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Home   About   CFM Blog   Join AAM   Moving? New Job? Let AAM know. Jan. 26, 2012


Drawn to the future at AAM's 2012 Annual Meeting
Center for the Future of Museums    Share   Share on FacebookTwitterShare on LinkedinE-mail article
The Walker Art Center wanted to see what happens when you invite artists and the public to sit around a picnic table and draw together. The result was the Drawing Club. This spring, the Drawing Club brings social art making to the AAM Annual Meeting in Minneapolis St. Paul, April 29–May 2. Join fellow conference attendees and Minnesota artists in creative collaboration as part of the MuseumExpo™. Socialize, sketch, converse, debate and most of all enjoy yourself. Learn more about the Drawing Club in this week's CFM blog post. And remember that the Early Bird Deadline for the Annual Meeting is Jan. 31 (registration will never be this cheap again).

Exercise and Science Headlines

Smithsonian reports dip in visitors and increase in donations
The Washington Post    Share    Share on FacebookTwitterShare on LinkedinE-mail article
Smithsonian Secretary G. Wayne Clough reported recently that the number of visitors to the Smithsonian had declined by 2 percent. That meant only 29 million people had visited the museums, still making the complex bulging with visitors. At the same time donations from the private sector had exceeded the Smithsonian's own goal for last year and brought in $182 million. ♦ Part of the drop was attributed to the temporary bump in 2009-10 from "Night at the Museum II." More

The Power of Animal Magnetism

A new national survey called “Releasing Wild Success” identifies important new findings about visitor motivations, desires, and behaviors related to animals in cultural attractions. MORE


Nonprofits show job growth through decade of turmoil, but lose market share
Center for Civil Society Studies    Share    Share on FacebookTwitterShare on LinkedinE-mail article
A new report from the Center for Civil Society Studies at Johns Hopkins Univ. shows that the U.S. nonprofit sector posted a remarkable 10 year record of job growth despite two recessions, achieving an average annual growth rate of 2.1 percent from 2000 to 2010, while for-profit jobs declined by an average of minus 0.6 percent per year. At 10.7 million workers as of 2010, nonprofit organizations employ the third largest workforce among U.S. industries, behind only retail trade and manufacturing. More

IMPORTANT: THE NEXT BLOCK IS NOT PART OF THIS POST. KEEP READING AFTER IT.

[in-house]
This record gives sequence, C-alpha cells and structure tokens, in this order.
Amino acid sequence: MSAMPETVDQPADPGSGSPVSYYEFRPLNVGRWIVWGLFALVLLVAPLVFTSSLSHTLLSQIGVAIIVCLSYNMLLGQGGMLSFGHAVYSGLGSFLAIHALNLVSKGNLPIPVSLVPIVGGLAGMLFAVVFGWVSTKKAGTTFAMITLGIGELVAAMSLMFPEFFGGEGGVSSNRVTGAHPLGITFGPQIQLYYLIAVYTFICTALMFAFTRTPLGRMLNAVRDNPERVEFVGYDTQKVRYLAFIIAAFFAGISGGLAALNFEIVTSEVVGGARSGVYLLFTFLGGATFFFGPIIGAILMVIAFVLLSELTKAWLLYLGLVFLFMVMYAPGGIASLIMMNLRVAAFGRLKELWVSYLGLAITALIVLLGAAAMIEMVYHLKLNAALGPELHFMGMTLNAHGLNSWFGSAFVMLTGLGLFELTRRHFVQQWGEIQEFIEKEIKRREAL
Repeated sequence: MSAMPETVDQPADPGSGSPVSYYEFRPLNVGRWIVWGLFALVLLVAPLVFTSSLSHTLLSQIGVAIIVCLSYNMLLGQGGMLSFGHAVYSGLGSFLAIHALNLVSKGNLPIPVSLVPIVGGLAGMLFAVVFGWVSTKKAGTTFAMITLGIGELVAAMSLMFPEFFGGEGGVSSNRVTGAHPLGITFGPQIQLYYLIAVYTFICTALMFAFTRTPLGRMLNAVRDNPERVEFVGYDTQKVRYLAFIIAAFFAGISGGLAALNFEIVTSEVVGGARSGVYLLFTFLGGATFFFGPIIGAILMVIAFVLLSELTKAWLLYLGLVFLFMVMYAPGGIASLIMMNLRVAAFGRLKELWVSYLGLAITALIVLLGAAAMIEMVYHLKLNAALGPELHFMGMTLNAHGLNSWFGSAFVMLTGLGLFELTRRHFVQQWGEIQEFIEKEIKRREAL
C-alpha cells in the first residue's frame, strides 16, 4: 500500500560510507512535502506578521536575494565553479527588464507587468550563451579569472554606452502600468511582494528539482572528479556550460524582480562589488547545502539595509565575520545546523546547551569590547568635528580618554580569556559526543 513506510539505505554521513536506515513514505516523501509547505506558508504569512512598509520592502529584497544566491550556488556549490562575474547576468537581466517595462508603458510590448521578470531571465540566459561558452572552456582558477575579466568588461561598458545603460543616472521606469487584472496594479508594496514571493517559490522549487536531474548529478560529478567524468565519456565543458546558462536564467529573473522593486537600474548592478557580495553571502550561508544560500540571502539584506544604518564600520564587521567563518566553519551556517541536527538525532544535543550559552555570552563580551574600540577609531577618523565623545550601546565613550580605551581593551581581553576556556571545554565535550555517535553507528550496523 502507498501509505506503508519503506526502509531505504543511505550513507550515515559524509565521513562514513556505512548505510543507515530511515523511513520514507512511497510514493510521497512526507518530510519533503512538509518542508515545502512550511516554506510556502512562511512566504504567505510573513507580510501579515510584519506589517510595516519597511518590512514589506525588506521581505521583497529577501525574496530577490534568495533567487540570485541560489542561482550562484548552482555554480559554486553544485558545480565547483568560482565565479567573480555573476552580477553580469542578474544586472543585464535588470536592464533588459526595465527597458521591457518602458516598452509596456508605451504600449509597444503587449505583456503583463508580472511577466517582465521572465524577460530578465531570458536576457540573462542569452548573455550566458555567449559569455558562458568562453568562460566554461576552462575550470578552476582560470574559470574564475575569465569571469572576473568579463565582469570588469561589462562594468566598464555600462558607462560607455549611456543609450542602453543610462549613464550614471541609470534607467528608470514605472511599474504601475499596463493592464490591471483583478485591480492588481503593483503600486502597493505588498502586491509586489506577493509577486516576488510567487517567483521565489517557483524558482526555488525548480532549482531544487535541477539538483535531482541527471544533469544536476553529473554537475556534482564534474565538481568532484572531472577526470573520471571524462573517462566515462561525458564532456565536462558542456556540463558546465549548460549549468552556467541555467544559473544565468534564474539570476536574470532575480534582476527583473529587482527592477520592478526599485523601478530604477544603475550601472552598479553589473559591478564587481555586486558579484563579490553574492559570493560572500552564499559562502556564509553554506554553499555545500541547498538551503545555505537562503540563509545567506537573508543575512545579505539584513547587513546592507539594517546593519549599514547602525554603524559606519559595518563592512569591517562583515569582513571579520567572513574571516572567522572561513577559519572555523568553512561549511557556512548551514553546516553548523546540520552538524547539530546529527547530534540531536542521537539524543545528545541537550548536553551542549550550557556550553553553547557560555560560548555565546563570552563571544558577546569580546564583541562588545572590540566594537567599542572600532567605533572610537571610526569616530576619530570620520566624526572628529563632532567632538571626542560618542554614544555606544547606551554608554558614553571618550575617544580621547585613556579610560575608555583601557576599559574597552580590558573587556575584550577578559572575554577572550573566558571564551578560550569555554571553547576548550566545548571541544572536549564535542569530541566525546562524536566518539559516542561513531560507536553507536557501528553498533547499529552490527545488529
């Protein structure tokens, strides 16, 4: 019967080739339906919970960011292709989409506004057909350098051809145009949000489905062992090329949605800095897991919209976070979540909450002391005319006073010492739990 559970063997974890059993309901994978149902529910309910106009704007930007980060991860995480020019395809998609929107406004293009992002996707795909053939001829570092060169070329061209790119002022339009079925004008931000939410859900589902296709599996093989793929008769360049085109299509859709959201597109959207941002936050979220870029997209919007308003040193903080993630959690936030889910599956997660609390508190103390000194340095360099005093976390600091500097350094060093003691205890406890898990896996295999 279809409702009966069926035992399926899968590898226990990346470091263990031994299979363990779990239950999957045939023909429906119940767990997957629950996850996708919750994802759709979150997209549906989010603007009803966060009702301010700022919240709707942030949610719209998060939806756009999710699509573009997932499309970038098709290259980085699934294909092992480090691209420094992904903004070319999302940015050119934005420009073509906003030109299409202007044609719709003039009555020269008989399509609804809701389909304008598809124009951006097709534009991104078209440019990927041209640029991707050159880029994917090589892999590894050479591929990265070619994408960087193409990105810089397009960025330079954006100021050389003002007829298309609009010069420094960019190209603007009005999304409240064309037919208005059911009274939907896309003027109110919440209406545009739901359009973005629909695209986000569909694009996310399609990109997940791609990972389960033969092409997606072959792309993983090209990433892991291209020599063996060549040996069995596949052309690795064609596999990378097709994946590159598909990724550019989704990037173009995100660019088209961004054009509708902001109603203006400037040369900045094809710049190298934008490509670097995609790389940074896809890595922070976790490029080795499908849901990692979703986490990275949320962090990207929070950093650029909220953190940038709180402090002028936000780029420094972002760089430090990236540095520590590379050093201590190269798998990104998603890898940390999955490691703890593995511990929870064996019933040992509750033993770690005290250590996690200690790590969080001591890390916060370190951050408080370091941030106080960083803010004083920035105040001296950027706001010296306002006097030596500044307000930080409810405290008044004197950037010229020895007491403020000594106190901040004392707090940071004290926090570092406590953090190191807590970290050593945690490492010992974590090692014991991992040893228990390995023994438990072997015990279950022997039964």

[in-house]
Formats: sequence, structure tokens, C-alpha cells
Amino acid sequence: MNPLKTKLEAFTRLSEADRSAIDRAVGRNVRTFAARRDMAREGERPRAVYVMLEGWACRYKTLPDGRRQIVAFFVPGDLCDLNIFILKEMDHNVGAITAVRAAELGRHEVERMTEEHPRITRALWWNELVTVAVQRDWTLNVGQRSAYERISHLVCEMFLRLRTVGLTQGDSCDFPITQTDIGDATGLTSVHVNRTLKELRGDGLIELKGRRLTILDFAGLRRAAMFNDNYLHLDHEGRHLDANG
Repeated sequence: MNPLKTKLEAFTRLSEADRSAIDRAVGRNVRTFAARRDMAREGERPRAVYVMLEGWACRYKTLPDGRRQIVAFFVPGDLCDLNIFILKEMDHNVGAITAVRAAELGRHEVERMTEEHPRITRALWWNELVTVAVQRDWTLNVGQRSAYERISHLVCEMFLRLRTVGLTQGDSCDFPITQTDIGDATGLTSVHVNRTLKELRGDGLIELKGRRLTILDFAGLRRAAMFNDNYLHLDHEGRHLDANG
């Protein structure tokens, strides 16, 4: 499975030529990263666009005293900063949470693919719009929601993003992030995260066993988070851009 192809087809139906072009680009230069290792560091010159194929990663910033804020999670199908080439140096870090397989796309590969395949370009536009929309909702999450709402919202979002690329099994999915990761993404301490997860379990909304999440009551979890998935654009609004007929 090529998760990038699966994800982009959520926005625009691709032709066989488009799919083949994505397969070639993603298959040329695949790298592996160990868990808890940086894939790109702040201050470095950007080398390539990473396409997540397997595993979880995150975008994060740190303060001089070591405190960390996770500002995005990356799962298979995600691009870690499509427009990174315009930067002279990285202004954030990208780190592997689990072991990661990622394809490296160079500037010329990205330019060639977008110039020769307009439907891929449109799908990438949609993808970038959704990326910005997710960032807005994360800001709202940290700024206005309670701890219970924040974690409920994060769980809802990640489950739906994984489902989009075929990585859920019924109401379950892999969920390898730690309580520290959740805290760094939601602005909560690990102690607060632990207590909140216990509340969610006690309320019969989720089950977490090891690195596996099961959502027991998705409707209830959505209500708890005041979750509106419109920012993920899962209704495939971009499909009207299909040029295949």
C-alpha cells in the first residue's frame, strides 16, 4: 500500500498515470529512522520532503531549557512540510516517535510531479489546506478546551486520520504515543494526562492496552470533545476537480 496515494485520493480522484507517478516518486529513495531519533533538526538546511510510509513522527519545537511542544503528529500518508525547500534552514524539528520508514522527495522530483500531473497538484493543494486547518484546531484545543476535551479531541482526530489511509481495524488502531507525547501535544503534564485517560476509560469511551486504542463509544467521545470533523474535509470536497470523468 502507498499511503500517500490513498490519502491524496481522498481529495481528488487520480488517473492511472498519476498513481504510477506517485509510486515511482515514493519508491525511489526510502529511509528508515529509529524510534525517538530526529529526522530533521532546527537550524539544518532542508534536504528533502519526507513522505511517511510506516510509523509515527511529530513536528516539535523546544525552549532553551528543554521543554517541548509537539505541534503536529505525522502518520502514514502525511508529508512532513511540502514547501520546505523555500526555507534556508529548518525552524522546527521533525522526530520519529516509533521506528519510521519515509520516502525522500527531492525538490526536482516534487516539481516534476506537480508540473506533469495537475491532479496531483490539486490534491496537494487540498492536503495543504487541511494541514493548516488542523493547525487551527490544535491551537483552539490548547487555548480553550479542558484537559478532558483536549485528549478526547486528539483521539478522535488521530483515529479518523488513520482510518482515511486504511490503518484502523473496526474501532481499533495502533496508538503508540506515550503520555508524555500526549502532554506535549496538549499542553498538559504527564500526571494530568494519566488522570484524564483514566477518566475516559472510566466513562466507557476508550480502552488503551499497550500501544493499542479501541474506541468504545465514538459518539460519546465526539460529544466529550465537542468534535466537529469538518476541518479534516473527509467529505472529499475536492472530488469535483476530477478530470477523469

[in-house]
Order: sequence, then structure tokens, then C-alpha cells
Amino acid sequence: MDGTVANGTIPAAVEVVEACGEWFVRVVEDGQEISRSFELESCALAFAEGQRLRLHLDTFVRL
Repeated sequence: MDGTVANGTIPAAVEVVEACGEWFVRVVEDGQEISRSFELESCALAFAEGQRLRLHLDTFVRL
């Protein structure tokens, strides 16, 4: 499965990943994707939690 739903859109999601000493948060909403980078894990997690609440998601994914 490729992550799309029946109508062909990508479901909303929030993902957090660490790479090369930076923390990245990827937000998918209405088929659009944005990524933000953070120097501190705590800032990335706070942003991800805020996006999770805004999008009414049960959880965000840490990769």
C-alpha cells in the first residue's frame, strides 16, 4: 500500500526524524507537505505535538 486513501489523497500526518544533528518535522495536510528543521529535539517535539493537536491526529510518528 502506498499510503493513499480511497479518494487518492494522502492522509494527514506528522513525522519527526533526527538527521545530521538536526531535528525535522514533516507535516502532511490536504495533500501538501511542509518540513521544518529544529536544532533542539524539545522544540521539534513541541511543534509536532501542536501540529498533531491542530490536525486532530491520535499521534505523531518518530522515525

Economic challenges: A second look
The Mid-Atlantic Regional Center for the Humanities    Share    Share on FacebookTwitterShare on LinkedinE-mail article
As the economic downturn continues, many cultural organizations have moved from short-term responses to long-term financial concerns. In this article, two museum directors — Richard Burkert of the Johnstown (Penna.) Area Historical Association and Avi Decter of the Jewish Museum of Maryland — discuss changes at their institutions since 2009. "How did their organizations' plans in 2009 work out? What new measures are their institutions taking to address more long-term financial concerns? Their candid reports reflect the ongoing challenges being faced by public humanities programs throughout our region." More

Museum Quality Large Format Printing


Star Wars Uncut & schooling
HappySteve    Share    Share on FacebookTwitterShare on LinkedinE-mail article
Education blogger Steve Collis explains that "Understanding the schooling paradigm-shift requires one to be a culture-watcher. It is the seismic changes in society which make the schooling system appear so anachronistic and functionally irrelevant. One such change: The rise in technologies facilitating collective action and intelligence." His example of collective action: "The Star Wars Uncut project [which] allowed anyone in the world to claim a 15 second excerpt from the Star Wars IV film and create their own version." More

Switzerland's 'Dementiaville' designed to mirror the past
The Independent    Share    Share on FacebookTwitterShare on LinkedinE-mail article
Its detractors may end up dubbing it "Dementiaville," but Switzerland is brushing aside a debate raging among geriatric-care experts with plans to build a mock-1950s village catering exclusively for elderly people with Alzheimer's and other debilitating mental illnesses. ♦ This highlights a significant social trend (aging populations) but looks like a cautionary tale rather than a model for museums. More

Tablet and e-book reader ownership nearly double over the holiday gift-giving period
Pew Research Center    Share    Share on FacebookTwitterShare on LinkedinE-mail article
Sales of tablet computers and e-book readers surged during the holiday season, causing the share of adults who own either device to nearly double, from 10 percent to 19 percent. More


4 percent growth in giving forecast for 2012
The Agitator    Share    Share on FacebookTwitterShare on LinkedinE-mail article
U.S. charitable giving expanded in 2011 at a rate far exceeding economic growth for the year, and continued growth in giving is forecast for 2012 according to a major report just released by The Atlas of Giving. For 2012 the Atlas forecasts continued growth in giving, but at a slower pace — 3.9 percent in 2012 compared with 7.5 percent in 2011. More

Local economies for a global future
YES! Magazine    Share    Share on FacebookTwitterShare on LinkedinE-mail article
Green building leader Jason McLennan writes about "a simple, singular idea, yet the significance of the idea to modern society is profound and far-reaching. Here it is: In the near future anything heavy will become intensely local while at the same time the limits to things that are 'light,' ideas, philosophies, information will travel even further than today — literally and figuratively. This is a new paradigm for humanity and it has huge implications for the complete reordering of society." More

The future of food
The Guardian    Share    Share on FacebookTwitterShare on LinkedinE-mail article
By 2050 there will be another 2.5 billion people on the planet. How to feed them? Science's answer: A diet of algae, insects and meat grown in a lab. More